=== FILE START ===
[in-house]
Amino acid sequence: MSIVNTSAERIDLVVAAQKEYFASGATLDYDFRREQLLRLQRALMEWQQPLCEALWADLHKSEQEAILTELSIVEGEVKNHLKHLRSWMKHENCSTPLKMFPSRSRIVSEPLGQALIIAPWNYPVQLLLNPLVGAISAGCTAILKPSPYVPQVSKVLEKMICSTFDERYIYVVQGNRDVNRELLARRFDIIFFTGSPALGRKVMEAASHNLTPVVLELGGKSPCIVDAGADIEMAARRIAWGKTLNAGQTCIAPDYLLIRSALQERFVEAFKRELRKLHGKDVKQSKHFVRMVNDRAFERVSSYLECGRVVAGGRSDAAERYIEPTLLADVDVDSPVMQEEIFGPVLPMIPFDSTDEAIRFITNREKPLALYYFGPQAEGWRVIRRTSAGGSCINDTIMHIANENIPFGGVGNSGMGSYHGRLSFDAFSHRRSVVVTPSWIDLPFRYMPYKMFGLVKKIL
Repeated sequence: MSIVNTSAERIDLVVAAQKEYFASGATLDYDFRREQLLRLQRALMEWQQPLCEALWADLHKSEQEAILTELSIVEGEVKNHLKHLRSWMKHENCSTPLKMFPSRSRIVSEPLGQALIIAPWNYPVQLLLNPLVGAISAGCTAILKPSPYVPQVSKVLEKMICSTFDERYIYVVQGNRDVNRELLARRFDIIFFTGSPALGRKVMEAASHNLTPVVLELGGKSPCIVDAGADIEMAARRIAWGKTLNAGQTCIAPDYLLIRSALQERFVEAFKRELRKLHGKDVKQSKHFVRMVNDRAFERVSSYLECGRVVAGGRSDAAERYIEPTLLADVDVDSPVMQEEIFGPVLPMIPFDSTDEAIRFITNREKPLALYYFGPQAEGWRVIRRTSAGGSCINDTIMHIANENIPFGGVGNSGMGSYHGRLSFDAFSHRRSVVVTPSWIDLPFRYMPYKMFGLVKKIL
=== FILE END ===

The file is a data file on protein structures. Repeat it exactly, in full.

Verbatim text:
[in-house]
Amino acid sequence: MSIVNTSAERIDLVVAAQKEYFASGATLDYDFRREQLLRLQRALMEWQQPLCEALWADLHKSEQEAILTELSIVEGEVKNHLKHLRSWMKHENCSTPLKMFPSRSRIVSEPLGQALIIAPWNYPVQLLLNPLVGAISAGCTAILKPSPYVPQVSKVLEKMICSTFDERYIYVVQGNRDVNRELLARRFDIIFFTGSPALGRKVMEAASHNLTPVVLELGGKSPCIVDAGADIEMAARRIAWGKTLNAGQTCIAPDYLLIRSALQERFVEAFKRELRKLHGKDVKQSKHFVRMVNDRAFERVSSYLECGRVVAGGRSDAAERYIEPTLLADVDVDSPVMQEEIFGPVLPMIPFDSTDEAIRFITNREKPLALYYFGPQAEGWRVIRRTSAGGSCINDTIMHIANENIPFGGVGNSGMGSYHGRLSFDAFSHRRSVVVTPSWIDLPFRYMPYKMFGLVKKIL
Repeated sequence: MSIVNTSAERIDLVVAAQKEYFASGATLDYDFRREQLLRLQRALMEWQQPLCEALWADLHKSEQEAILTELSIVEGEVKNHLKHLRSWMKHENCSTPLKMFPSRSRIVSEPLGQALIIAPWNYPVQLLLNPLVGAISAGCTAILKPSPYVPQVSKVLEKMICSTFDERYIYVVQGNRDVNRELLARRFDIIFFTGSPALGRKVMEAASHNLTPVVLELGGKSPCIVDAGADIEMAARRIAWGKTLNAGQTCIAPDYLLIRSALQERFVEAFKRELRKLHGKDVKQSKHFVRMVNDRAFERVSSYLECGRVVAGGRSDAAERYIEPTLLADVDVDSPVMQEEIFGPVLPMIPFDSTDEAIRFITNREKPLALYYFGPQAEGWRVIRRTSAGGSCINDTIMHIANENIPFGGVGNSGMGSYHGRLSFDAFSHRRSVVVTPSWIDLPFRYMPYKMFGLVKKIL